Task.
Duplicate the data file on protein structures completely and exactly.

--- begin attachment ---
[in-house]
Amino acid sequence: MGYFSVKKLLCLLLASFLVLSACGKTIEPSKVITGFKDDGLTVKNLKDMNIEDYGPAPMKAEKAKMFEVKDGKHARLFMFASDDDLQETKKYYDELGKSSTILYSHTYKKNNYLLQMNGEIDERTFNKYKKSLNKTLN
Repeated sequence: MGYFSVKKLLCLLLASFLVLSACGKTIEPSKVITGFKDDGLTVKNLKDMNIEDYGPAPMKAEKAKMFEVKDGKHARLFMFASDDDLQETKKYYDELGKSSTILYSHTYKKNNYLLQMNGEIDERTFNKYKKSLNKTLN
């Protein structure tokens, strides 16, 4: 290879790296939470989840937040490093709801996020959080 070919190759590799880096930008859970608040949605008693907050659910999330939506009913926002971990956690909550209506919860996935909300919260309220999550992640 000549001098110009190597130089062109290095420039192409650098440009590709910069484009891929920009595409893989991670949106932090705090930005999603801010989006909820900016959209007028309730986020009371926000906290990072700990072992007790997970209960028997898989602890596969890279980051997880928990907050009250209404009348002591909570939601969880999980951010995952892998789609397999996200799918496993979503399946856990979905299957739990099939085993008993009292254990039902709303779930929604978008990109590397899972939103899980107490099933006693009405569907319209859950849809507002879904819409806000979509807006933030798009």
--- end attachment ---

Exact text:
[in-house]
Amino acid sequence: MGYFSVKKLLCLLLASFLVLSACGKTIEPSKVITGFKDDGLTVKNLKDMNIEDYGPAPMKAEKAKMFEVKDGKHARLFMFASDDDLQETKKYYDELGKSSTILYSHTYKKNNYLLQMNGEIDERTFNKYKKSLNKTLN
Repeated sequence: MGYFSVKKLLCLLLASFLVLSACGKTIEPSKVITGFKDDGLTVKNLKDMNIEDYGPAPMKAEKAKMFEVKDGKHARLFMFASDDDLQETKKYYDELGKSSTILYSHTYKKNNYLLQMNGEIDERTFNKYKKSLNKTLN
């Protein structure tokens, strides 16, 4: 290879790296939470989840937040490093709801996020959080 070919190759590799880096930008859970608040949605008693907050659910999330939506009913926002971990956690909550209506919860996935909300919260309220999550992640 000549001098110009190597130089062109290095420039192409650098440009590709910069484009891929920009595409893989991670949106932090705090930005999603801010989006909820900016959209007028309730986020009371926000906290990072700990072992007790997970209960028997898989602890596969890279980051997880928990907050009250209404009348002591909570939601969880999980951010995952892998789609397999996200799918496993979503399946856990979905299957739990099939085993008993009292254990039902709303779930929604978008990109590397899972939103899980107490099933006693009405569907319209859950849809507002879904819409806000979509807006933030798009």